In 1988, producer/songwriter James Mtume generated some controversy with his stand against excessive sampling in hip-hop. Rap group Stetsasonic responded by attacking Mtume and defending sampling on "Talkin' All That Jazz," and others accused him of having an anti-rap attitude. But Mtume insisted that he wasn't against rap -- he simply felt that too much sampling wasn't healthy for black music. And when Mtume launched his MCA-distributed Mtume Music Group label ten years later, it turned out that its first release was a rap album: Da Family. Cosmic Slop Shop took its name from Funkadelic's 1973 classic "Cosmic Slop," and George Clinton's influence is noticeable on such cuts as "Twizms," "Butterscotch," and "My World," although the group isn't as consistently Clinton-esque as Digital Underground. Based in the Bay Area, the hardcore rappers originally came from the South; but their rapid-fire tongue twisters have a lot more in common with Spice 1 and Brotha Lynch Hung than the "booty music" that southern MCs were known for. While some of the lyrics are fairly clever, and some of the melodic tracks are infectious, the main problem with Da Family is the bigoted lyrics that pop up here and there. Gays and lesbians are called "faggots and dykes," while white women are labeled "bony-ass White bimbos." Insulting gays, lesbians and white females isn't about "keeping it real" -- it's about being divisive and hateful.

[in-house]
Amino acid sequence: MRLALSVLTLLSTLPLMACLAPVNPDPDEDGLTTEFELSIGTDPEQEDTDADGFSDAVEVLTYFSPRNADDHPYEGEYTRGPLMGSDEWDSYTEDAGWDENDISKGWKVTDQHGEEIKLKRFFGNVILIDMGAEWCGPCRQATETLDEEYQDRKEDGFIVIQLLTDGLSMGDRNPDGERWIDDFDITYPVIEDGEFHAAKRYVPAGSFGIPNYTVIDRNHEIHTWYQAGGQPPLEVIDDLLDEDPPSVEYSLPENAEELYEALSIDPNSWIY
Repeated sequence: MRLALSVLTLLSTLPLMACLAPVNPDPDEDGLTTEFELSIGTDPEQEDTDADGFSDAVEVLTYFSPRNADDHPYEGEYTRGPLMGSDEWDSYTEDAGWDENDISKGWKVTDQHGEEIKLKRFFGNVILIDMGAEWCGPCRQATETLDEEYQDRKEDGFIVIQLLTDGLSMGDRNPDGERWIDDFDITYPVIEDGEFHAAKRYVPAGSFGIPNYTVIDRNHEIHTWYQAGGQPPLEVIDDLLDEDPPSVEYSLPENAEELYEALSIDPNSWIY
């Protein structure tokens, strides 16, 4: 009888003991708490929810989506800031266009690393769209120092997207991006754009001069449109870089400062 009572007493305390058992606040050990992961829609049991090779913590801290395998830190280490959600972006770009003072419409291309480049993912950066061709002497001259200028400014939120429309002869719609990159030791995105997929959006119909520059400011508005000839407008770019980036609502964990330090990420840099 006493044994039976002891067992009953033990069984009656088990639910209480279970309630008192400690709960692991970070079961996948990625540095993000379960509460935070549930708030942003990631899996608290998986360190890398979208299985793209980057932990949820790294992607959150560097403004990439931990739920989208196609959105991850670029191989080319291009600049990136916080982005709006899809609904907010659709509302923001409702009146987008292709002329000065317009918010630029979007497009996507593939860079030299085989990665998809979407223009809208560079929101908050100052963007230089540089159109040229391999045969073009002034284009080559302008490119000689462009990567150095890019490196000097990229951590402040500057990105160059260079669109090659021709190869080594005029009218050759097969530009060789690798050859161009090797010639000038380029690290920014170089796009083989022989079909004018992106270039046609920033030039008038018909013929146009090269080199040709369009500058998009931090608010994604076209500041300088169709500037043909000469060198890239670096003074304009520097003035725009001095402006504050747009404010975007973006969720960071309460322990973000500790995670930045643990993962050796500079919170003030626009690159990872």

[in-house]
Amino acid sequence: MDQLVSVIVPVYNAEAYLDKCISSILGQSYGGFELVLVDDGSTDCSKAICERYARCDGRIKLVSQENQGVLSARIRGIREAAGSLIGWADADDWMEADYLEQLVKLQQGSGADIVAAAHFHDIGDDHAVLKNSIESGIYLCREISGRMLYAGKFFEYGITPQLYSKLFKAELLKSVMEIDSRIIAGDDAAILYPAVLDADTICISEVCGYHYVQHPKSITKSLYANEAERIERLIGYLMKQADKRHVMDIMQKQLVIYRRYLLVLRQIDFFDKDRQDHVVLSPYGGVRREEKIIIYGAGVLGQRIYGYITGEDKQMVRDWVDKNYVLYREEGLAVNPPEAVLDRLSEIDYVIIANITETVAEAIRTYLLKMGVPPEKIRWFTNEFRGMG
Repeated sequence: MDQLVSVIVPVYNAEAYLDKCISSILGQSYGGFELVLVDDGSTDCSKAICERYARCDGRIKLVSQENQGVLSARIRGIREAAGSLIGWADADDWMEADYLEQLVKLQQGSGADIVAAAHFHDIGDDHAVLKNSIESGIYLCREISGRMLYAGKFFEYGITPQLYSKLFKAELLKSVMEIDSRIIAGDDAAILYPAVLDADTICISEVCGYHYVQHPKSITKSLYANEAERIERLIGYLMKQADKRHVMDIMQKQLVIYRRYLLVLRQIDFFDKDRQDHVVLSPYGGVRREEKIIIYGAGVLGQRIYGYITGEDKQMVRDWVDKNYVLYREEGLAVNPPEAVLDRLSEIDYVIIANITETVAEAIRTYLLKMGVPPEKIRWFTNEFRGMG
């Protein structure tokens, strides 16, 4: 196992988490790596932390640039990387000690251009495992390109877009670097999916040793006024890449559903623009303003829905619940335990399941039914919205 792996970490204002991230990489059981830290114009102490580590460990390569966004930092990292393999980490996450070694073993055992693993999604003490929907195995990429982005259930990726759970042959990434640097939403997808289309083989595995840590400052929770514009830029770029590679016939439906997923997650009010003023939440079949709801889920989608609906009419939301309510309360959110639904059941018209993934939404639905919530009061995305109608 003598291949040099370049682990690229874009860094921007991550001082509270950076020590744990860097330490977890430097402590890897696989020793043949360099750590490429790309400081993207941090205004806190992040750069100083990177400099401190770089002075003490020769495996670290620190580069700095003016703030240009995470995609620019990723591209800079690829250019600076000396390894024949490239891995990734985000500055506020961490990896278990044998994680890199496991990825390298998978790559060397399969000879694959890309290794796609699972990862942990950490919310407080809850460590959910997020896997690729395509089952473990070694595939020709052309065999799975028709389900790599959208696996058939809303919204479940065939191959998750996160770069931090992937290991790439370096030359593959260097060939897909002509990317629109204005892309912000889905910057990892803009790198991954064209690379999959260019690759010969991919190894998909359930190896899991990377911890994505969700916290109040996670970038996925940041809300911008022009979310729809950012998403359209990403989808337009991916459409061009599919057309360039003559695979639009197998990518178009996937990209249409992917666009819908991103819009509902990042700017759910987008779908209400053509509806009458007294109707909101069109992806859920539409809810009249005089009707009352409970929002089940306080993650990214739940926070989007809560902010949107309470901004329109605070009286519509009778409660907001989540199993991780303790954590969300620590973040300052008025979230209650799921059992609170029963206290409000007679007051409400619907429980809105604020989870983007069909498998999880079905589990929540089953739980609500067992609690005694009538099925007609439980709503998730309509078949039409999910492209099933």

AllMusic Review by Alex Henderson